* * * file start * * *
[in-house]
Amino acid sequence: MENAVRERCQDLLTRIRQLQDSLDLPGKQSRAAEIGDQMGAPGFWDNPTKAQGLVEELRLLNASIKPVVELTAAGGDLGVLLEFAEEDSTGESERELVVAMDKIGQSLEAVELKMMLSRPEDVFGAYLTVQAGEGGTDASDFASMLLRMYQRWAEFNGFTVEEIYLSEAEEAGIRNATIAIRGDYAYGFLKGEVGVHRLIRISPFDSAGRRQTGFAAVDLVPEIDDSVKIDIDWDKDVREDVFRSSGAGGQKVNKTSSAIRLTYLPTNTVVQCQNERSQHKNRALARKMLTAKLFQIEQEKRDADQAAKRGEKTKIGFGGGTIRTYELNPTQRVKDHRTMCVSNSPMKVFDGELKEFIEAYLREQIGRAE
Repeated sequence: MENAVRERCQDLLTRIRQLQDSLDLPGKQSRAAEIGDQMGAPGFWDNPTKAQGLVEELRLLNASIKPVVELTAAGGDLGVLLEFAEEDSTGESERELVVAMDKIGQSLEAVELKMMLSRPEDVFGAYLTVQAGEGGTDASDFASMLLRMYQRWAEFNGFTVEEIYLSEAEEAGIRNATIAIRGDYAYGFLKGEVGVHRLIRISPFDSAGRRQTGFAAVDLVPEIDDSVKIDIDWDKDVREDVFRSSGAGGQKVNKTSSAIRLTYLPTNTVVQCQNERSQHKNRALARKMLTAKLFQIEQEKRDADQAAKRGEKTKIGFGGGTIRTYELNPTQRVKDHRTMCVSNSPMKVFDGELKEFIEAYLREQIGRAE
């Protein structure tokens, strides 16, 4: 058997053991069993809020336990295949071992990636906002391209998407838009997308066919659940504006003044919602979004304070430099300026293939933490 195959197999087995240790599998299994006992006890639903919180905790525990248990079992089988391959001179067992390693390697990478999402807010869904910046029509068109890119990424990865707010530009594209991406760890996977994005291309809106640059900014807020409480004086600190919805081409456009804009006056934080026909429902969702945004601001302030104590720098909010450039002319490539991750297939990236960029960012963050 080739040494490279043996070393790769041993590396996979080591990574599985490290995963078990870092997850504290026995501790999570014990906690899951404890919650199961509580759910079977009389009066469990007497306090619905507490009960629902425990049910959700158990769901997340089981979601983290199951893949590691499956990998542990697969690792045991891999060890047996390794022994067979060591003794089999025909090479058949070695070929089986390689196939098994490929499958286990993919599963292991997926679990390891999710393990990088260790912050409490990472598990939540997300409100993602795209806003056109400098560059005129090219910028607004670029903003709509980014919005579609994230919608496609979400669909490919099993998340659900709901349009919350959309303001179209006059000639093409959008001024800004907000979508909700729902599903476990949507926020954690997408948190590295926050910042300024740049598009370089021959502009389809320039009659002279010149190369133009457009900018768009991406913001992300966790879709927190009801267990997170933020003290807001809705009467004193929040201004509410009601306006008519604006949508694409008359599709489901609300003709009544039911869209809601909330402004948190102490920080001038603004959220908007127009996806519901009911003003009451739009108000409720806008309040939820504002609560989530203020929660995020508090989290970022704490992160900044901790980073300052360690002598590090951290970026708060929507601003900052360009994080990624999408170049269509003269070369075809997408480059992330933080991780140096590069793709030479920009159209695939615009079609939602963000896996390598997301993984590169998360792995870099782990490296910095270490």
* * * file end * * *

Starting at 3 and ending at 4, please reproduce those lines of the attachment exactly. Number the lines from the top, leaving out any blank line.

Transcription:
Repeated sequence: MENAVRERCQDLLTRIRQLQDSLDLPGKQSRAAEIGDQMGAPGFWDNPTKAQGLVEELRLLNASIKPVVELTAAGGDLGVLLEFAEEDSTGESERELVVAMDKIGQSLEAVELKMMLSRPEDVFGAYLTVQAGEGGTDASDFASMLLRMYQRWAEFNGFTVEEIYLSEAEEAGIRNATIAIRGDYAYGFLKGEVGVHRLIRISPFDSAGRRQTGFAAVDLVPEIDDSVKIDIDWDKDVREDVFRSSGAGGQKVNKTSSAIRLTYLPTNTVVQCQNERSQHKNRALARKMLTAKLFQIEQEKRDADQAAKRGEKTKIGFGGGTIRTYELNPTQRVKDHRTMCVSNSPMKVFDGELKEFIEAYLREQIGRAE
């Protein structure tokens, strides 16, 4: 058997053991069993809020336990295949071992990636906002391209998407838009997308066919659940504006003044919602979004304070430099300026293939933490 195959197999087995240790599998299994006992006890639903919180905790525990248990079992089988391959001179067992390693390697990478999402807010869904910046029509068109890119990424990865707010530009594209991406760890996977994005291309809106640059900014807020409480004086600190919805081409456009804009006056934080026909429902969702945004601001302030104590720098909010450039002319490539991750297939990236960029960012963050 080739040494490279043996070393790769041993590396996979080591990574599985490290995963078990870092997850504290026995501790999570014990906690899951404890919650199961509580759910079977009389009066469990007497306090619905507490009960629902425990049910959700158990769901997340089981979601983290199951893949590691499956990998542990697969690792045991891999060890047996390794022994067979060591003794089999025909090479058949070695070929089986390689196939098994490929499958286990993919599963292991997926679990390891999710393990990088260790912050409490990472598990939540997300409100993602795209806003056109400098560059005129090219910028607004670029903003709509980014919005579609994230919608496609979400669909490919099993998340659900709901349009919350959309303001179209006059000639093409959008001024800004907000979508909700729902599903476990949507926020954690997408948190590295926050910042300024740049598009370089021959502009389809320039009659002279010149190369133009457009900018768009991406913001992300966790879709927190009801267990997170933020003290807001809705009467004193929040201004509410009601306006008519604006949508694409008359599709489901609300003709009544039911869209809601909330402004948190102490920080001038603004959220908007127009996806519901009911003003009451739009108000409720806008309040939820504002609560989530203020929660995020508090989290970022704490992160900044901790980073300052360690002598590090951290970026708060929507601003900052360009994080990624999408170049269509003269070369075809997408480059992330933080991780140096590069793709030479920009159209695939615009079609939602963000896996390598997301993984590169998360792995870099782990490296910095270490």